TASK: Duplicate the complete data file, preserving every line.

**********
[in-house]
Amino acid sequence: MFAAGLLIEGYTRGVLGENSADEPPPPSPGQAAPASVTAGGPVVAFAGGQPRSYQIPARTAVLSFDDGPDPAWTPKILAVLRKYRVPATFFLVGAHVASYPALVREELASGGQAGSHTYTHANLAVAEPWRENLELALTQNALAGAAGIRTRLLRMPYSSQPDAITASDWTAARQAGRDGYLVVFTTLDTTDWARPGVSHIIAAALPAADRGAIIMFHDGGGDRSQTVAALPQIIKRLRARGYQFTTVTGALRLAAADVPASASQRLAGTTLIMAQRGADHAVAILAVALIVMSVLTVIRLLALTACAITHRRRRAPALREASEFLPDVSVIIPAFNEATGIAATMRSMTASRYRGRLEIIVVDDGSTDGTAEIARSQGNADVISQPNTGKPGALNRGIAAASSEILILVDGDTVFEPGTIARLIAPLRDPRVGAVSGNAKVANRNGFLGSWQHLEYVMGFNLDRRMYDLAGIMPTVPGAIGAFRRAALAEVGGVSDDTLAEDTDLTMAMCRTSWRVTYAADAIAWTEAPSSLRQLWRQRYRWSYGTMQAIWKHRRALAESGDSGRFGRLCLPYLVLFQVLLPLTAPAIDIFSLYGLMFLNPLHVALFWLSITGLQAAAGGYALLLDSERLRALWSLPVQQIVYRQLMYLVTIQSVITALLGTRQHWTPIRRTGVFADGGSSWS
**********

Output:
[in-house]
Amino acid sequence: MFAAGLLIEGYTRGVLGENSADEPPPPSPGQAAPASVTAGGPVVAFAGGQPRSYQIPARTAVLSFDDGPDPAWTPKILAVLRKYRVPATFFLVGAHVASYPALVREELASGGQAGSHTYTHANLAVAEPWRENLELALTQNALAGAAGIRTRLLRMPYSSQPDAITASDWTAARQAGRDGYLVVFTTLDTTDWARPGVSHIIAAALPAADRGAIIMFHDGGGDRSQTVAALPQIIKRLRARGYQFTTVTGALRLAAADVPASASQRLAGTTLIMAQRGADHAVAILAVALIVMSVLTVIRLLALTACAITHRRRRAPALREASEFLPDVSVIIPAFNEATGIAATMRSMTASRYRGRLEIIVVDDGSTDGTAEIARSQGNADVISQPNTGKPGALNRGIAAASSEILILVDGDTVFEPGTIARLIAPLRDPRVGAVSGNAKVANRNGFLGSWQHLEYVMGFNLDRRMYDLAGIMPTVPGAIGAFRRAALAEVGGVSDDTLAEDTDLTMAMCRTSWRVTYAADAIAWTEAPSSLRQLWRQRYRWSYGTMQAIWKHRRALAESGDSGRFGRLCLPYLVLFQVLLPLTAPAIDIFSLYGLMFLNPLHVALFWLSITGLQAAAGGYALLLDSERLRALWSLPVQQIVYRQLMYLVTIQSVITALLGTRQHWTPIRRTGVFADGGSSWS